Dennis: I own them, of course I own them, but I don’t watch them. The director talks negatively about his first movie in a short interview on the disc and puts it down, saying we were just making stuff up, it's all bullshit. He is not proud of it, so it does not surprise me if he disowned the other films, which are much worse. If you ever have to watch Part Two, watch for how drunk Jan-Michael Vincent is and how they have to shoot around him because he can’t get his lines right. Part Three is slightly better, but I would not recommend it or any of the others. It’s a one off. For some reason, Harry made something special that he could not replicate again in parts Two or Three, and even if he does not know it himself I think he made a very unique and memorable film. Not a lot of people manage to do that, and he should be proud. Maybe he has low expectations of himself? He did name the snake in the film Harry, after himself. He is at least a true horror fan, as the ending is a good homage to the classic shock ending in Carrie, but with a twist. If you did not see this, then you saw what some people call the "Happier" ending, which I don’t like.

Patrick: I was definitely more of a slave to narrative (I think) when I first saw the movie, so I'm curious if a rewatch will bring out new stuff for me. I certainly don't always need a movie to make sense, but when a film gets as crazy as Xtro gets I feel like I no longer have any tether to the ground at all. But, again, these days I see that as a positive -- I'd rather see a movie that goes completely nuts than one which is more "real" but uninspired.

Honestly, even if I never love the movie (and I might!), I'm always going to love the movie because of how passionate you are about it. I love it when people take ownership of movies that need more attention, and your love of Xtro comes through even in your writing. That will always mean a lot to me. It's what we're always trying to get across on this site -- to share our love of the things we love. You do that every time you talk about Xtro.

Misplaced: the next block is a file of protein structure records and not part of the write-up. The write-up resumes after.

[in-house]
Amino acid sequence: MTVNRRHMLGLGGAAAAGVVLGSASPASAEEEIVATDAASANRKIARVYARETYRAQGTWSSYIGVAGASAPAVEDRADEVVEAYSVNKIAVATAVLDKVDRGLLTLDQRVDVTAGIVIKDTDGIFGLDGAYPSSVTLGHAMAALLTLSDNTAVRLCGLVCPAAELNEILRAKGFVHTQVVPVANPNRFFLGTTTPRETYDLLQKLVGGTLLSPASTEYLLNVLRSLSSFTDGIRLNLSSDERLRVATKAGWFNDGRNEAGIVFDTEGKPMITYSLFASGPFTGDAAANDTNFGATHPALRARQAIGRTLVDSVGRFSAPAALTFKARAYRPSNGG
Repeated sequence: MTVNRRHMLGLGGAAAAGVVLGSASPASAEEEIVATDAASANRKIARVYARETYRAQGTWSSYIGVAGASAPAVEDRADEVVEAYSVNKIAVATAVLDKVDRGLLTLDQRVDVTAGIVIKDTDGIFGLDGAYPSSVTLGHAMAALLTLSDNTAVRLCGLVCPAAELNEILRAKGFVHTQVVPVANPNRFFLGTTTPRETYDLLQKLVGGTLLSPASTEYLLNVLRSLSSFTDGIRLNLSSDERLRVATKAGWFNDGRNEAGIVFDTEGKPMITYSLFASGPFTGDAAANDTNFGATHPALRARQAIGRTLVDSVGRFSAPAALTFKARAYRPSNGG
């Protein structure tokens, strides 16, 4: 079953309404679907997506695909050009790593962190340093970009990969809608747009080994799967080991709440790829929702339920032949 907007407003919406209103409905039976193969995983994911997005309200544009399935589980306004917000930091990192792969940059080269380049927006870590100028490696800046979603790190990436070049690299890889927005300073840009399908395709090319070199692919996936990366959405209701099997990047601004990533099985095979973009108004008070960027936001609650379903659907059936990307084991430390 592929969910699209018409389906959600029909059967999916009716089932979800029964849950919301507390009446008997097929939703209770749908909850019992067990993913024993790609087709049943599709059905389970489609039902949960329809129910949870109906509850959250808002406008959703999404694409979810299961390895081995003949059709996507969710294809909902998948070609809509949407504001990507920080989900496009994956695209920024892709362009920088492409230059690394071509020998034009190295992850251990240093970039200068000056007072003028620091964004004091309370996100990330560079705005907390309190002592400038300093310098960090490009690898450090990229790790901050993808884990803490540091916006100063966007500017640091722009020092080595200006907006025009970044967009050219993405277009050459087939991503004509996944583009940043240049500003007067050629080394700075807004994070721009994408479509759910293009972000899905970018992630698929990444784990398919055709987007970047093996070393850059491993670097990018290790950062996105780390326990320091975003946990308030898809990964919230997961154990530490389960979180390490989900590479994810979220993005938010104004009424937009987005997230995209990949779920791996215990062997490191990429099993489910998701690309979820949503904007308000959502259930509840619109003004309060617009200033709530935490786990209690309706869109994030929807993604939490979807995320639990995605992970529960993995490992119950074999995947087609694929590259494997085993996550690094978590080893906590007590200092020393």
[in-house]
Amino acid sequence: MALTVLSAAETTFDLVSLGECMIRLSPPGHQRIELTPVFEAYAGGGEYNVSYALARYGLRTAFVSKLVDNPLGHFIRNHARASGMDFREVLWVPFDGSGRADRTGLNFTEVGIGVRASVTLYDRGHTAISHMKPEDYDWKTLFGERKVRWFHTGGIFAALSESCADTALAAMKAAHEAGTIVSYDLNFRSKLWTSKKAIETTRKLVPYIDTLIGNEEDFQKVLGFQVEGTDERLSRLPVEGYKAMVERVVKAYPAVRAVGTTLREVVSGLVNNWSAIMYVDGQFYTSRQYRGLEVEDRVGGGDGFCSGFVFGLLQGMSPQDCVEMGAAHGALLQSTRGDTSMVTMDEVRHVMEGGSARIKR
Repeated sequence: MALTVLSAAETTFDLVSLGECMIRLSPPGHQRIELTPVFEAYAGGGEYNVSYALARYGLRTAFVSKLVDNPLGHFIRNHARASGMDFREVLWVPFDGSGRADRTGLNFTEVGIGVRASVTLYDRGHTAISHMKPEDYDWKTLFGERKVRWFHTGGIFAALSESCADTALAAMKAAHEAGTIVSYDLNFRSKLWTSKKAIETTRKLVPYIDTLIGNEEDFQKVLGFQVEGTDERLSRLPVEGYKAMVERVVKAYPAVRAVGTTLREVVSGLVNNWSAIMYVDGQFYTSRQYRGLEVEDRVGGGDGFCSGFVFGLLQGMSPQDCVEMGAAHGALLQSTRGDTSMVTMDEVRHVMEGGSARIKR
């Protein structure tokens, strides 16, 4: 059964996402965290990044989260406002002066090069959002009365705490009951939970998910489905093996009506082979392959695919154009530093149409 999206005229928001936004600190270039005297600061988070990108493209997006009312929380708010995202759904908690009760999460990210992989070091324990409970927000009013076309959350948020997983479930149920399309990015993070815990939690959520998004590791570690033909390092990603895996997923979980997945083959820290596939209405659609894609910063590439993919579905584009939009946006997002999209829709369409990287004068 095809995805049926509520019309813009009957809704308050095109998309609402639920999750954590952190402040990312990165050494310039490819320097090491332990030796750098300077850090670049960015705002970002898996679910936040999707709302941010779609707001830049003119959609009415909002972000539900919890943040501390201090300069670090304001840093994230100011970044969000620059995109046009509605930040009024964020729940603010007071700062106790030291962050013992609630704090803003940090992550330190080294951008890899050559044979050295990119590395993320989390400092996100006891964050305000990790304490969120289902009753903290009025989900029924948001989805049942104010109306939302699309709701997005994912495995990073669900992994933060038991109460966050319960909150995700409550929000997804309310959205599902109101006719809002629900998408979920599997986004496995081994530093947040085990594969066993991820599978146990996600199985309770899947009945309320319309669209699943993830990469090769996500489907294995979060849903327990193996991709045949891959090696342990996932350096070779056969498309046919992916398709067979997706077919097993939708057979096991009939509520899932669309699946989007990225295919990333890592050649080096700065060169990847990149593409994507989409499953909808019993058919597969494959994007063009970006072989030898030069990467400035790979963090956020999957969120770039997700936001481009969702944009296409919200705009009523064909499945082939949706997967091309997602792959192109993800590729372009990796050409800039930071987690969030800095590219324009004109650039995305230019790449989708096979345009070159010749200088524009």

Dennis: This film is certainly untethered. It's like Braindead, when Peter Jackson just went for it and had no limits to his ideas. I like to watch a film where I don't feel safe and I love any film that goes to places I did not expect. Xtro does this time and time again. The more films we see, the harder it is to catch us off guard, so to not be able to guess where a film is going next is a joy. I suspect your new love for giallo is subconsciously because you really enjoy the feeling of being untethered and to not know where a film will go. It's a luxury we don't often get. It is these films I love. Other films I like, but I will always love a film that catches me by surprise.

Just as a final thought, something I just recently noticed is that Xtro was made in 1982, which, as a lot of people already know, goes down as a fantastic and unique year for horror. So many good movies. And in this wonderful year of horror 1982, Xtro comes out, as you all know by now, as my favourite film of '82 and is a perfect 82 minutes long. This shit means something. I'm not sure what, but it makes me very very happy.

I thank you for asking me to talk about this crazy movie! This was fun. I will end on saying a BIG hello to all the contributors and F-Heads on this site that make this place the special place that it is, and thank you to Patrick for giving us all a place to share our thoughts about film.

Time to go now and watch some more films for Scary Movie Month! I hope Xtro is on all your to watch lists this month because you know it is Xtrodinary!


  1. Xtro... wow. I haven't seen Xtro since I was a little kid. I probably saw it in 1985 or thereabouts. I can still remember the clamshell box at the video store. Everytime it's been watched and discussed in past Junesploitations, I've been wanting to revisit it. If I don't see it again finally this month, I'll feel sorry for myself.